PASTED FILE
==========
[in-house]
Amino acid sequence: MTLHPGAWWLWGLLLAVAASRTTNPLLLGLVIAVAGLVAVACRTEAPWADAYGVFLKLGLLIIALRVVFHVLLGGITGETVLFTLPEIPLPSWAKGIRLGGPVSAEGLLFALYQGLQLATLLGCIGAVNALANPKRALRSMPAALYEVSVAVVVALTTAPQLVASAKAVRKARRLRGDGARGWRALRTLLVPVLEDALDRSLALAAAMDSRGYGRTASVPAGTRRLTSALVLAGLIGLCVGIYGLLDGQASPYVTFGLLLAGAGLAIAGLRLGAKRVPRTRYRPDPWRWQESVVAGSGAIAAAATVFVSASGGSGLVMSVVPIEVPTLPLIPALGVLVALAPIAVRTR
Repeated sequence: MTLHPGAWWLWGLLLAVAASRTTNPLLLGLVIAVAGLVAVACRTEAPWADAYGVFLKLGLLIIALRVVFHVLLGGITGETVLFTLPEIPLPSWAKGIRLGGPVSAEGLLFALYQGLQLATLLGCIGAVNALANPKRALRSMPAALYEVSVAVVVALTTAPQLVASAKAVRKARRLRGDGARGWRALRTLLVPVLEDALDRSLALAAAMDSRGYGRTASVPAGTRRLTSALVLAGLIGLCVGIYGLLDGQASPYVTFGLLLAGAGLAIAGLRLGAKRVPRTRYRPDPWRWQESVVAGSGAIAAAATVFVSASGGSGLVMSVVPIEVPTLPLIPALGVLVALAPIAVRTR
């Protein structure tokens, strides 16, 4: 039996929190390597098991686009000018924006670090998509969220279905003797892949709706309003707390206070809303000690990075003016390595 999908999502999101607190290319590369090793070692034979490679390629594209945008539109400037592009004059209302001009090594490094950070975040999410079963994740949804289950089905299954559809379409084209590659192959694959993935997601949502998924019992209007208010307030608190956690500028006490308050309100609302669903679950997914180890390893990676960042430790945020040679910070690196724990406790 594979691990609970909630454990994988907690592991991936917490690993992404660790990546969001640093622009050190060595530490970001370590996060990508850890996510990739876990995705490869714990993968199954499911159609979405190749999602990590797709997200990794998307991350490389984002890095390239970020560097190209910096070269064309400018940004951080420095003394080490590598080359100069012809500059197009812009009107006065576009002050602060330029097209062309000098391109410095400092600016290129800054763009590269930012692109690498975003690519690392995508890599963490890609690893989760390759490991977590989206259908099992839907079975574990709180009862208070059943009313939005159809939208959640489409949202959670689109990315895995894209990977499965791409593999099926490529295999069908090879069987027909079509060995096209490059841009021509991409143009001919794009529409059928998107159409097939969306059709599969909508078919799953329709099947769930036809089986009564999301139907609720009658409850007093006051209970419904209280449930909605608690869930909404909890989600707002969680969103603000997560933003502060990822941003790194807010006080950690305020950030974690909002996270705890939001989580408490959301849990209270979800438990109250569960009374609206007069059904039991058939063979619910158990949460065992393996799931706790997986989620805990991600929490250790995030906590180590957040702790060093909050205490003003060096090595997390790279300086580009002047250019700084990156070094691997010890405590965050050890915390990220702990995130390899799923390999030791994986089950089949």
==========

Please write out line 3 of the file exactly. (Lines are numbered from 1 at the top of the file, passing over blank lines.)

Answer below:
Repeated sequence: MTLHPGAWWLWGLLLAVAASRTTNPLLLGLVIAVAGLVAVACRTEAPWADAYGVFLKLGLLIIALRVVFHVLLGGITGETVLFTLPEIPLPSWAKGIRLGGPVSAEGLLFALYQGLQLATLLGCIGAVNALANPKRALRSMPAALYEVSVAVVVALTTAPQLVASAKAVRKARRLRGDGARGWRALRTLLVPVLEDALDRSLALAAAMDSRGYGRTASVPAGTRRLTSALVLAGLIGLCVGIYGLLDGQASPYVTFGLLLAGAGLAIAGLRLGAKRVPRTRYRPDPWRWQESVVAGSGAIAAAATVFVSASGGSGLVMSVVPIEVPTLPLIPALGVLVALAPIAVRTR